Describe a time when you made a meaningful contribution where your focus was for the greater good of others. Discuss the challenges and rewards of making your contribution.
I carefully tread down the hill until I successfully reach flat land. Benjamy, a twelve-year-old boy from the village, grabs my hand and leads me to his home constructed from corrugated metal and protected by a blue tarp. Outside, a pretty young woman and an older man greet me. The young boy explains to me, in broken English, that they are his sister and father. His mother had died of an illness a year ago. The scene before me threatens to bring me to tears. Here, in the small village of Bondeau, Haiti, I witness extreme poverty.
My first visit to Haiti was with my youth group at St. Gregory’s and their mission participation in the South Florida Haiti Project. Our mission involved music instruction, building restoration, cultural exchange and worship. I had read articles, viewed photos, and learned about third world countries in geography classes, but nothing could have prepared me for the life changing experience that awaited me. Protected with prescribed vaccinations, antibiotics, and bug spray, I packed a suitcase with three pairs of shorts and three T-shirts amongst the toys, diapers, pencils, and paper I planned to donate. With my guitar straddled on my shoulder, I stepped out of the Port-au-Prince airport to be immediately hit with the distinct smell of garbage and the sounds of shouting voices and cars frantically speeding and honking. As we walked past the armed militia, I recited in my head over and over the instructions our group leader annoyingly made us memorize. “Stay together. Keep your belongings close. Do not engage in conversation.” I asked myself on more than one occasion, “This is what I signed up for?” A touch of buyer’s remorse set in during the treacherous four-hour drive as I shuddered every time the van encountered near misses of locals dodging in and out of traffic. I saw broken-down shacks and rickety tents lining the streets. It was unlike anything I had ever experienced.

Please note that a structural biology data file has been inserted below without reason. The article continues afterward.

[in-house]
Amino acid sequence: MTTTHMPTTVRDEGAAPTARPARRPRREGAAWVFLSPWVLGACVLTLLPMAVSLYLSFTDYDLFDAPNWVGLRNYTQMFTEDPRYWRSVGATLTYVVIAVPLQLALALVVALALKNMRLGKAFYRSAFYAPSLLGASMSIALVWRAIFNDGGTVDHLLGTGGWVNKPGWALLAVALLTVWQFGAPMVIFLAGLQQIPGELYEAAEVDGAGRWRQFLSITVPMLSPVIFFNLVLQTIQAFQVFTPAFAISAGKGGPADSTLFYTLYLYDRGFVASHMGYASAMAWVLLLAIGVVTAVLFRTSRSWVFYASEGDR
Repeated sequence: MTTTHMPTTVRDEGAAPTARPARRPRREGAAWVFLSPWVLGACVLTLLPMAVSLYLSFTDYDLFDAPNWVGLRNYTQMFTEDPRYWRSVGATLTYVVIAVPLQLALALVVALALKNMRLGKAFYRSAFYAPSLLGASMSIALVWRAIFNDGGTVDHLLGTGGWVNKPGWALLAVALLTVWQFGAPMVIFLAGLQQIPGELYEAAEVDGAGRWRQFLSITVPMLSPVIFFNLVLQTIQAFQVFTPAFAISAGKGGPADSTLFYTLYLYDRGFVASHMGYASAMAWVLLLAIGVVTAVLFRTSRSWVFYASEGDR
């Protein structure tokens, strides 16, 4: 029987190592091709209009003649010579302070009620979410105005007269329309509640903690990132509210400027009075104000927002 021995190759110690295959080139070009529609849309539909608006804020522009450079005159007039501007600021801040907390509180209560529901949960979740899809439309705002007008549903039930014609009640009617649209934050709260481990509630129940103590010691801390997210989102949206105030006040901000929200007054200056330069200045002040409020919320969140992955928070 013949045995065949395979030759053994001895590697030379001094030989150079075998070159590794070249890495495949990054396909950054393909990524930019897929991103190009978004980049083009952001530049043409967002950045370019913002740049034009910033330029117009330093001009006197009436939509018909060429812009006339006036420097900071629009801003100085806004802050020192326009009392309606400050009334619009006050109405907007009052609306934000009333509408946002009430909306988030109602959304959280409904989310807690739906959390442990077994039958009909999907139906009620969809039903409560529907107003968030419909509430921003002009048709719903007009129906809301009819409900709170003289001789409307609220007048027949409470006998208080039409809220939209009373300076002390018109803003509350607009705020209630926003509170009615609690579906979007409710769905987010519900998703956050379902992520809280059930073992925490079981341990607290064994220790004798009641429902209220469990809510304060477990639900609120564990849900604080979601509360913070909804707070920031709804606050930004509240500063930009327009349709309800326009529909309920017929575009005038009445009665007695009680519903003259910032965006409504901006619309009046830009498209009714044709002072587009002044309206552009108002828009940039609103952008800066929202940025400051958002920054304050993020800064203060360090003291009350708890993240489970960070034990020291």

The mission brought us to a residence called Kay Timoun where the 12 poorest children, ages 6 to 18, in the village of Bondeau, live 24 hours a day, 6 days a week. Throughout the trip, my comfort zone was stretched and tested by intermittent power, unreliable running water, and the fear of mysterious bug species playing hide and seek underneath my metal cot. Although I was physically tired, the young, energetic children kept me going with their contagious smiles. While we sang and laughed, I helped scrape paint off the walls of abandoned buildings. I played soccer with Estemi under the scorching Caribbean sun. When we moved indoors to cool down, Gastina braided my hair. We walked miles with the children to fetch water at the top of the mountain. And on Sunday, squished into pews for three long hours, we shared our faith through music and prayer.
After arriving home, I received sporadic updates of Kay Timoun from my St. Gregory’s Facebook page. Three years later, even when the zika virus grabbed headlines, I jumped at the opportunity to volunteer for my second trip. This time, I left home with a greater sense of maturity and curiosity Touched when the children remembered my name, I was determined to uncover each of their unique and distinctive personalities. Older and wiser, I relied on my experience to help mentor the younger mission trip participants. My compassion and empathy had grown for the Haitians who are poor in material things, but rich in joy, gratitude and contentment. I succeeded in my own personal mission to bring joy to these children through my music, my friendship, and my shared faith. I had indeed made an impact on them and them on me. Even though I expected to help and teach others, I truly learned more about myself. I learned that I can be extraordinarily happy while living an ordinary, everyday life.
Francesca Cecilia Pucci, Prospective Freshman Fall 2017